Mike initially contacted us to thank us about our recent tip about the IKEA Melltorp dining table as a workstation, sharing a photo of his home office with the very same table as the foundation of his workspace. We were hooked upon first glance: modern, highly organized, smartly appointed with a style that belies his age (he's still a student). The rest of his apartment revealed a similar simple sophistication, a decor concoction of higher end pieces found via Craigslist mixed in with affordable accessories and furnishings from a variety of retail sources, all reflecting Mike's fantastic attention to detail. And you'll have to check out the great cat-friendly feature that graces Mike's walls...
My/our style: Minimalism with vintage/mid-century/organic moments
The inspiration for my home office/home theater: The most important aspect of my home office is having space to work and think. One reason why I identify so easily with a minimalist aesthetic is because the empty space allows me to focus and think clearly on the task at hand. Additionally, I always keep a stack of note cards and a pen on my desk. I find it the easiest way to sketch and develop ideas, especially if one suddenly comes to me while I’m browsing the Internet or reading an article.
Favorite element in your space: It’s hard to think of my apartment in elements as I usually assess it as a whole. If there is something I’m unhappy with across the room, I feel unhappy with the entire space. But if I have to choose it is probably the framed, pressed flower from my grandmother’s garden. She passed away last year and not a day goes by without me looking at it and thinking of her.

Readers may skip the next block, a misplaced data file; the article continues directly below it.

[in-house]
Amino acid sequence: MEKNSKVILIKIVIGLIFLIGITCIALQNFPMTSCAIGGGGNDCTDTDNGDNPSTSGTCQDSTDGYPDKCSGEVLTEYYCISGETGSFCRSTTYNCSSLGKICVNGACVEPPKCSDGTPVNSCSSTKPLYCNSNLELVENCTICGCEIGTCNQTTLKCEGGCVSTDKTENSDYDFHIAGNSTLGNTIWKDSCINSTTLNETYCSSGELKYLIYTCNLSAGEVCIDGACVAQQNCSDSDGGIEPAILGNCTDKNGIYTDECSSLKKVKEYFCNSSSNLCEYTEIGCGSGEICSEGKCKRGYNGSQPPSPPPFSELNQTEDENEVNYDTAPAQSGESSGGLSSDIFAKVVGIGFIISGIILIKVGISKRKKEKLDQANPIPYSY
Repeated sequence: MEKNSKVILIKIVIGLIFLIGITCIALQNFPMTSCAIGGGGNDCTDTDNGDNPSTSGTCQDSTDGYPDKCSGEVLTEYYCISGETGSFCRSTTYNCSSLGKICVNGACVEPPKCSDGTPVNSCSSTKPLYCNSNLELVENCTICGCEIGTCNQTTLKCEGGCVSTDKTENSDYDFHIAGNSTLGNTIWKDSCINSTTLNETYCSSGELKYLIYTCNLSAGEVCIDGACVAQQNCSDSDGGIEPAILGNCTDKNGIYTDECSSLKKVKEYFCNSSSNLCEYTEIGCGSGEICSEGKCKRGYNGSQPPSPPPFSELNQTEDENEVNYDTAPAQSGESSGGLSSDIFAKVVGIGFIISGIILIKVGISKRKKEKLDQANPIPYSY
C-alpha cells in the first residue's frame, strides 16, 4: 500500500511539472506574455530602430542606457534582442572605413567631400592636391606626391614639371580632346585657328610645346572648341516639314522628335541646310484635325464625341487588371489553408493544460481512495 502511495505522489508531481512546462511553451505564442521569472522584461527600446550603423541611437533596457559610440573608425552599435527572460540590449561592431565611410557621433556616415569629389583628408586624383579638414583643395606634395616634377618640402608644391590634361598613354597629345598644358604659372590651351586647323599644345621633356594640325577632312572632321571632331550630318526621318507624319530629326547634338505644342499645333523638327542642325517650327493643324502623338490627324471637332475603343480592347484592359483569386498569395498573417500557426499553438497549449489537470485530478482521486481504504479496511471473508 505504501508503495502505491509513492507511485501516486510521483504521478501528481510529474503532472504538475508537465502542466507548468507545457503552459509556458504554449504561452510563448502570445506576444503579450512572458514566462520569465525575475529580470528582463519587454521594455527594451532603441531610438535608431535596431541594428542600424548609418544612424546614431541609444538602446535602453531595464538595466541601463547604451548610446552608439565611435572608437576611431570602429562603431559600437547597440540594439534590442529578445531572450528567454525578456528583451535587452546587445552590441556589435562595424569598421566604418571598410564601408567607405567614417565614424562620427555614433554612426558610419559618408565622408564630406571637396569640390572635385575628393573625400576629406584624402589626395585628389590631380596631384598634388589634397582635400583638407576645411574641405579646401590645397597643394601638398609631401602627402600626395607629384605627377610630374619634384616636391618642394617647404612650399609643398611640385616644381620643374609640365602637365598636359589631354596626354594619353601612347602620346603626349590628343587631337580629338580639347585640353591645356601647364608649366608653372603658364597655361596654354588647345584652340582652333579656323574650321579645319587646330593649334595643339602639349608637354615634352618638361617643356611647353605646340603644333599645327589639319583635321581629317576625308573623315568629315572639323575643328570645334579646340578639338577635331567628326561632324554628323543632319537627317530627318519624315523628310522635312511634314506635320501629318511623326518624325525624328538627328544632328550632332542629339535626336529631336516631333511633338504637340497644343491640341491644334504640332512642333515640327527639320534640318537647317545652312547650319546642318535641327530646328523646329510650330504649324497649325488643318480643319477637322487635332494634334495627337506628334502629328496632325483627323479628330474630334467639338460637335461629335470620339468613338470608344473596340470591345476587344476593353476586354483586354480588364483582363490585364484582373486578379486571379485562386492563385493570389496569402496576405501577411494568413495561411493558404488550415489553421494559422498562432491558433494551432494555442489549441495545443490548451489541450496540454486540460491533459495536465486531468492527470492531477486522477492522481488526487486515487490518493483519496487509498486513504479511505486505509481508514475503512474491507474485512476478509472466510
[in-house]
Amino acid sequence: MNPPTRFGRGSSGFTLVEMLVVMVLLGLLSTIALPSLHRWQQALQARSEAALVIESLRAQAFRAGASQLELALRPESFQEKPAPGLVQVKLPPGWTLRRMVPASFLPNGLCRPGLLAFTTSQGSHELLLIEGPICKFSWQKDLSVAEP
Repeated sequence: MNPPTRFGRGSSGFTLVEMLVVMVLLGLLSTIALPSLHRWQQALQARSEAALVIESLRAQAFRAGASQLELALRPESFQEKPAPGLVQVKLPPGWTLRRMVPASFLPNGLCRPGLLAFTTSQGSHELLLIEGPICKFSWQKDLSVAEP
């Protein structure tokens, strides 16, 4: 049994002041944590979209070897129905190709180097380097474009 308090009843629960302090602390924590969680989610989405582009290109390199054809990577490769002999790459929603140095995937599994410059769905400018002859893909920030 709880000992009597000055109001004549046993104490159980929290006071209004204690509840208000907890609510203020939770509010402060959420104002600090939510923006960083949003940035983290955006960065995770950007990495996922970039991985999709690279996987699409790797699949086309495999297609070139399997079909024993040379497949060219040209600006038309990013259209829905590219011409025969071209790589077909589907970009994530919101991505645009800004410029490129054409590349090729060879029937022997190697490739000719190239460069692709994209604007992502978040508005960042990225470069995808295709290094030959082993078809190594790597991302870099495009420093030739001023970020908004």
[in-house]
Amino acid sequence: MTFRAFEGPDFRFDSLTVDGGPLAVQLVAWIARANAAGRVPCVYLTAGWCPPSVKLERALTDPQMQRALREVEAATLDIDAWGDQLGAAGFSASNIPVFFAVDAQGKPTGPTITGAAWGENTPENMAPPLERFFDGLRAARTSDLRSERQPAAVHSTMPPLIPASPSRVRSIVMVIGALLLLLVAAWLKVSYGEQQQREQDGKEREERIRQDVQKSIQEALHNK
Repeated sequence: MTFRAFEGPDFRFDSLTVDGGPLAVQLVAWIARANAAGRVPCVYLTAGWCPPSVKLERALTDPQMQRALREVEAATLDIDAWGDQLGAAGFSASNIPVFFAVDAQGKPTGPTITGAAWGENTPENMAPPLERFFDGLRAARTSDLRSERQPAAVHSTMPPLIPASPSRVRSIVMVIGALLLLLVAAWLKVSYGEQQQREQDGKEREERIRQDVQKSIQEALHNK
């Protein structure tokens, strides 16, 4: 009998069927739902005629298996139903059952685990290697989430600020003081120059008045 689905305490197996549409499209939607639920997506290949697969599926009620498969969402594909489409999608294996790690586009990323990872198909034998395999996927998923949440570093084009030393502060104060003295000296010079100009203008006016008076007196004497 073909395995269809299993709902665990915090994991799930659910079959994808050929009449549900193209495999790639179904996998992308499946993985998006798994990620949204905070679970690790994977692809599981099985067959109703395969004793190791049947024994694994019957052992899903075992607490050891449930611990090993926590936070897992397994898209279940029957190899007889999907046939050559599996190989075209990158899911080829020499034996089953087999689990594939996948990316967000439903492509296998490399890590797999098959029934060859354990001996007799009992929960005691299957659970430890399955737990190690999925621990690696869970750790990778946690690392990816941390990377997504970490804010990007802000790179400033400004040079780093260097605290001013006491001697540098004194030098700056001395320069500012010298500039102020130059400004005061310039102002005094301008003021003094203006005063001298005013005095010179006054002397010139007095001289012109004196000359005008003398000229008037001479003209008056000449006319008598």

Biggest challenge in designing my space: Money. Balancing my already thin budget between all of my interests and necessities has always been tough.
What friends say about my space: I never have many friends over and the ones that I do have been visiting for so long I don’t really remember what they said originally. But when strangers from Craigslist come over they often comment on the ceiling height or just how they like the space in general. One time a gentleman came over and he made a comment along the lines of “Wow, this looks just like an IKEA catalog!” which was intended to be a complement from his perspective but it personally made me reevaluate my space and see how I could change that.
Area where there is room for improvement/future projects: Honestly, there is not much I would change or add. Within the past few months I’ve finally calmed down from moving things around or purchasing new items that I’m just allowing myself to enjoy the hard work. If I had the strength (and was crazy enough to do it) I would probably repaint all the walls white and if I owned the apartment I would instantly paint the floors white.Proudest DIY (do it yourself) project: By far the proudest DIY project in the space, and there have been a lot, was the loft bed that I built with my dad which might be considered a DIWD (do it with dad). Since I’ve been away at school the process of designing, buying materials, building, and installing the bed with him was a great bonding experience. Also, bringing the bed off of the floor enhanced the functionality of the space enormously and makes it feel less like a studio apartment. Biggest indulgence with respect to my space: This is easy: my Eames rocker. Literally every high priced item I own (including tech) was purchases at steep discounts or second hand otherwise there is no way I could afford what I have. The only piece I purchased for full price was the rocker. Two summers ago I filmed and edited a wedding for a family friend. With most of the money I made I instantly bought the chair. I had been studying and appreciating the Eames’s work for a year without the necessary funds to afford it. When this opportunity presented itself the rocker was an obvious choice. I think it is a perfect symbol of modernity in design and I connected with it instantly. I look forward to passing this object down in my family and hopefully they will treasure and appreciate it as much I do.